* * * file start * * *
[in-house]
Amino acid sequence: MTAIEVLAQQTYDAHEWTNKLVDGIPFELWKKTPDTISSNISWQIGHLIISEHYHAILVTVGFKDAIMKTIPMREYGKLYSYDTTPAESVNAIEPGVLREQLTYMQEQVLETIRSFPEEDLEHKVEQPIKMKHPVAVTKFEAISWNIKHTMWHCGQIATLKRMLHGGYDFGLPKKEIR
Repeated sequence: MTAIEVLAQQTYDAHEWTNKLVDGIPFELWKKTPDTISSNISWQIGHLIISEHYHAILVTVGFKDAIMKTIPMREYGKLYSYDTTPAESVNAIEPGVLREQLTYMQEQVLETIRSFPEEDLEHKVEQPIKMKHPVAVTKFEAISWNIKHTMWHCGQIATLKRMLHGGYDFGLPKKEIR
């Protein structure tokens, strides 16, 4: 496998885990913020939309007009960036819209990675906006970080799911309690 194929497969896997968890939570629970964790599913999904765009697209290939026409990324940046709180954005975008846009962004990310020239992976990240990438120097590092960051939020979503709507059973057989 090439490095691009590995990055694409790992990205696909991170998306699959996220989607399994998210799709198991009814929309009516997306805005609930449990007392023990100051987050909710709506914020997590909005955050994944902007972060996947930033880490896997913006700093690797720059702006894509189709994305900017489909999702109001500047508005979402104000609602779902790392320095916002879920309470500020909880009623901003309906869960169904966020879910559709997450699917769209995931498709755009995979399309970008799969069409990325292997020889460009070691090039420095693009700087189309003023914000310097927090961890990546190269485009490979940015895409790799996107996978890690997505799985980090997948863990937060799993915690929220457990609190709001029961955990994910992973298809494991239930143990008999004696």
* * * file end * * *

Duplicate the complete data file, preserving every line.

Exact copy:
[in-house]
Amino acid sequence: MTAIEVLAQQTYDAHEWTNKLVDGIPFELWKKTPDTISSNISWQIGHLIISEHYHAILVTVGFKDAIMKTIPMREYGKLYSYDTTPAESVNAIEPGVLREQLTYMQEQVLETIRSFPEEDLEHKVEQPIKMKHPVAVTKFEAISWNIKHTMWHCGQIATLKRMLHGGYDFGLPKKEIR
Repeated sequence: MTAIEVLAQQTYDAHEWTNKLVDGIPFELWKKTPDTISSNISWQIGHLIISEHYHAILVTVGFKDAIMKTIPMREYGKLYSYDTTPAESVNAIEPGVLREQLTYMQEQVLETIRSFPEEDLEHKVEQPIKMKHPVAVTKFEAISWNIKHTMWHCGQIATLKRMLHGGYDFGLPKKEIR
């Protein structure tokens, strides 16, 4: 496998885990913020939309007009960036819209990675906006970080799911309690 194929497969896997968890939570629970964790599913999904765009697209290939026409990324940046709180954005975008846009962004990310020239992976990240990438120097590092960051939020979503709507059973057989 090439490095691009590995990055694409790992990205696909991170998306699959996220989607399994998210799709198991009814929309009516997306805005609930449990007392023990100051987050909710709506914020997590909005955050994944902007972060996947930033880490896997913006700093690797720059702006894509189709994305900017489909999702109001500047508005979402104000609602779902790392320095916002879920309470500020909880009623901003309906869960169904966020879910559709997450699917769209995931498709755009995979399309970008799969069409990325292997020889460009070691090039420095693009700087189309003023914000310097927090961890990546190269485009490979940015895409790799996107996978890690997505799985980090997948863990937060799993915690929220457990609190709001029961955990994910992973298809494991239930143990008999004696």